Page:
Monday, January 23, 2012

Beware of False Prophets

I do not accept that there are any books or bodies of doctrine which include the revealed words of God. None that I read include demonstrable, verifiable evidence of supernatural authorship. None include anything unknown by writers of their time and place. None, for example, teach that the earth is a planet orbiting a star, that Jupiter has moons, that an America lies over the ocean, even that the earth has ice-caps.

None, in short, reveals understanding of the realities of humanity's place on earth or in the cosmos.

All had human authors: these are books of human opinion, human wisdom, human speculation, human fantasy, human frailty. Their ethics and moralities derive from the dogmas prevailing in the societies in which their authors lived.

Indeed I would go further. To attribute divine authorship to a book is a subtle form of idolatry.

But probably a majority of mankind believe their own religion's book is God's word, having divine authority. Claims for a similar divine status of other books are rejected.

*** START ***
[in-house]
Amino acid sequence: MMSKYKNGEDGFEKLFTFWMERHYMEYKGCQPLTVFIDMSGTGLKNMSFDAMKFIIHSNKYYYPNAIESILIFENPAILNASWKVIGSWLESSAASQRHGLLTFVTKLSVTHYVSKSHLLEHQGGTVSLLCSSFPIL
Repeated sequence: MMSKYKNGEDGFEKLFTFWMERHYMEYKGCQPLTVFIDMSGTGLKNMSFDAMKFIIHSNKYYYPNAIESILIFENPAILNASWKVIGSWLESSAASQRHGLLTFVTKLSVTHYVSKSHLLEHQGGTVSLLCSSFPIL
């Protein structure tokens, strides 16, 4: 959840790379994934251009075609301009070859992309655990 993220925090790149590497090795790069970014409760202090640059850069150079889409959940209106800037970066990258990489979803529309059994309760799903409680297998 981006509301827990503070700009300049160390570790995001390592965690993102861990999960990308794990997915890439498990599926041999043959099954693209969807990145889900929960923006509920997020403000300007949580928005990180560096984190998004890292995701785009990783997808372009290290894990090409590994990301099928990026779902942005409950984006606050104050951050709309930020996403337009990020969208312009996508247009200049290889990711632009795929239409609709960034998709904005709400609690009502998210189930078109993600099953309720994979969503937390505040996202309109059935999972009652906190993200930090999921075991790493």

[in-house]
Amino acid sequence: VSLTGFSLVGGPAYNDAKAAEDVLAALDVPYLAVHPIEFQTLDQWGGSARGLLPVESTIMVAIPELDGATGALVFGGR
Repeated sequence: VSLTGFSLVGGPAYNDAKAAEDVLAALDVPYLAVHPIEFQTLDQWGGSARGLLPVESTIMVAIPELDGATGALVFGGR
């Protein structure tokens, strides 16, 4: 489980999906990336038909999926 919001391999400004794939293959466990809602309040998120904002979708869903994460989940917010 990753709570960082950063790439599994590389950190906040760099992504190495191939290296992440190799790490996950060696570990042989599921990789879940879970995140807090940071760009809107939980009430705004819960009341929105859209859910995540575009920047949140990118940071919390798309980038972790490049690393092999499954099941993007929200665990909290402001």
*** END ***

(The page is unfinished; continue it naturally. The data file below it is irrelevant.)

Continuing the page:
If you believe that a text has a supernatural author, then you must admit the author may be Satan, not God.

Priests, mullahs, rabbis - all agree that Satan is sly, deceiving, the whisperer, adept at persuading to evil. The gullible may be deceived into the greatest blasphemy - and do evil in the name of God. Examples abound.

Christianity must acknowledge guilt in such matters, but can argue with justice that all persuasions to evil are an aberration, incompatible with the recorded teachings of Jesus.

Islam has no such excuse. The Qur’an explicitly commands murder, cruel and sadistic punishments - even crucifixion, and phobic discrimination - against women, jews, unbelievers.

There is a remarkable passage in the New Testament: Matthew 7:15-20. Beware of false prophets; by their fruits you shall know them.

A book which persuades to satanic actions cannot have divine inspiration.
It is foolish and dangerous to commit your life and mind and identity to the dominion of doctrines which claim authority from supernatural revelation. Beware those so committed; beware their denial of facts inconsistent with their precepts, their ruthless hostility to all sceptical or contradictory arguments, and their vicious intolerance of even trivial deviations from their dogmas.

Especially, beware all whose incomes and careers depend on institutionalised doctrine. Above all, do not let them indoctrinate children: the first freedom is to grow up with an independent mind.